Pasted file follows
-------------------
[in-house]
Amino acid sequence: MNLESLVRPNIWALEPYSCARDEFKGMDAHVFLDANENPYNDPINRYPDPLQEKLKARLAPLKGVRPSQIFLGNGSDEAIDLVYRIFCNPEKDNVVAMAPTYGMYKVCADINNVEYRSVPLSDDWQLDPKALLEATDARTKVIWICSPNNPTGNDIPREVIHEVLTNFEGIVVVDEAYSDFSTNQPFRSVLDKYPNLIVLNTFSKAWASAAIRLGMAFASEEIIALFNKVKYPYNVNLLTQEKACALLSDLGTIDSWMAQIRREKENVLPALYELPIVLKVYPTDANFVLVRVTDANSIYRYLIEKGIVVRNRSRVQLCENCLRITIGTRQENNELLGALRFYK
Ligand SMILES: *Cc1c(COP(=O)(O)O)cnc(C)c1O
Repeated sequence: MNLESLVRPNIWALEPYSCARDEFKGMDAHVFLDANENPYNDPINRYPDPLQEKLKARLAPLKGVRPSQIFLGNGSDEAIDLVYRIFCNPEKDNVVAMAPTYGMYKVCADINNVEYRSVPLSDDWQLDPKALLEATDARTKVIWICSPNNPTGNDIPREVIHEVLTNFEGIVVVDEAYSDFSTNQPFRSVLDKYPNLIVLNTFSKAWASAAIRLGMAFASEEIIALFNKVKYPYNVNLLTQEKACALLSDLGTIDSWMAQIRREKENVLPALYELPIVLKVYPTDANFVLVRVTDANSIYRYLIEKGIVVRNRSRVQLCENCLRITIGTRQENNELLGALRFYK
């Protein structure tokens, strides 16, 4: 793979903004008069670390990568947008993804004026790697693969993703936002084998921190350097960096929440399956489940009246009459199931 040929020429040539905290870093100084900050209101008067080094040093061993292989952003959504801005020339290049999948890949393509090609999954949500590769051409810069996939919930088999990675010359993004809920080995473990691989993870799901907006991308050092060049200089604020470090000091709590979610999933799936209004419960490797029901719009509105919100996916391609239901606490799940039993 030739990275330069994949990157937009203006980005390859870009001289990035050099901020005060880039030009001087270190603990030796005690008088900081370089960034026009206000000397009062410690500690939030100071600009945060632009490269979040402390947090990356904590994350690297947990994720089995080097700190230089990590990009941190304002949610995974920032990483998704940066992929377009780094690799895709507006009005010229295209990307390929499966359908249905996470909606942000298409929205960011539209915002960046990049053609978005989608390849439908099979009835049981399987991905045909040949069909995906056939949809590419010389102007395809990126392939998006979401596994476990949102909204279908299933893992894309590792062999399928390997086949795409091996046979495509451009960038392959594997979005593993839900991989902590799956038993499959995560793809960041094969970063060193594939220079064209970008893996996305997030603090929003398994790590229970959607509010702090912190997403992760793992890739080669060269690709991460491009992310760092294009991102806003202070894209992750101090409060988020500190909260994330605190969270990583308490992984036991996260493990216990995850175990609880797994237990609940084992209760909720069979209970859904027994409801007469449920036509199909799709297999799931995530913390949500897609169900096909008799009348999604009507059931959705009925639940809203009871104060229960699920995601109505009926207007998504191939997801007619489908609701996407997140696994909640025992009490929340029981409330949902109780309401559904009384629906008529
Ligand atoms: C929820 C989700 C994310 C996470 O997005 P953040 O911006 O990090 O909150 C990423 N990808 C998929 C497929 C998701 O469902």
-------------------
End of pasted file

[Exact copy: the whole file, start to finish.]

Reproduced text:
[in-house]
Amino acid sequence: MNLESLVRPNIWALEPYSCARDEFKGMDAHVFLDANENPYNDPINRYPDPLQEKLKARLAPLKGVRPSQIFLGNGSDEAIDLVYRIFCNPEKDNVVAMAPTYGMYKVCADINNVEYRSVPLSDDWQLDPKALLEATDARTKVIWICSPNNPTGNDIPREVIHEVLTNFEGIVVVDEAYSDFSTNQPFRSVLDKYPNLIVLNTFSKAWASAAIRLGMAFASEEIIALFNKVKYPYNVNLLTQEKACALLSDLGTIDSWMAQIRREKENVLPALYELPIVLKVYPTDANFVLVRVTDANSIYRYLIEKGIVVRNRSRVQLCENCLRITIGTRQENNELLGALRFYK
Ligand SMILES: *Cc1c(COP(=O)(O)O)cnc(C)c1O
Repeated sequence: MNLESLVRPNIWALEPYSCARDEFKGMDAHVFLDANENPYNDPINRYPDPLQEKLKARLAPLKGVRPSQIFLGNGSDEAIDLVYRIFCNPEKDNVVAMAPTYGMYKVCADINNVEYRSVPLSDDWQLDPKALLEATDARTKVIWICSPNNPTGNDIPREVIHEVLTNFEGIVVVDEAYSDFSTNQPFRSVLDKYPNLIVLNTFSKAWASAAIRLGMAFASEEIIALFNKVKYPYNVNLLTQEKACALLSDLGTIDSWMAQIRREKENVLPALYELPIVLKVYPTDANFVLVRVTDANSIYRYLIEKGIVVRNRSRVQLCENCLRITIGTRQENNELLGALRFYK
């Protein structure tokens, strides 16, 4: 793979903004008069670390990568947008993804004026790697693969993703936002084998921190350097960096929440399956489940009246009459199931 040929020429040539905290870093100084900050209101008067080094040093061993292989952003959504801005020339290049999948890949393509090609999954949500590769051409810069996939919930088999990675010359993004809920080995473990691989993870799901907006991308050092060049200089604020470090000091709590979610999933799936209004419960490797029901719009509105919100996916391609239901606490799940039993 030739990275330069994949990157937009203006980005390859870009001289990035050099901020005060880039030009001087270190603990030796005690008088900081370089960034026009206000000397009062410690500690939030100071600009945060632009490269979040402390947090990356904590994350690297947990994720089995080097700190230089990590990009941190304002949610995974920032990483998704940066992929377009780094690799895709507006009005010229295209990307390929499966359908249905996470909606942000298409929205960011539209915002960046990049053609978005989608390849439908099979009835049981399987991905045909040949069909995906056939949809590419010389102007395809990126392939998006979401596994476990949102909204279908299933893992894309590792062999399928390997086949795409091996046979495509451009960038392959594997979005593993839900991989902590799956038993499959995560793809960041094969970063060193594939220079064209970008893996996305997030603090929003398994790590229970959607509010702090912190997403992760793992890739080669060269690709991460491009992310760092294009991102806003202070894209992750101090409060988020500190909260994330605190969270990583308490992984036991996260493990216990995850175990609880797994237990609940084992209760909720069979209970859904027994409801007469449920036509199909799709297999799931995530913390949500897609169900096909008799009348999604009507059931959705009925639940809203009871104060229960699920995601109505009926207007998504191939997801007619489908609701996407997140696994909640025992009490929340029981409330949902109780309401559904009384629906008529
Ligand atoms: C929820 C989700 C994310 C996470 O997005 P953040 O911006 O990090 O909150 C990423 N990808 C998929 C497929 C998701 O469902």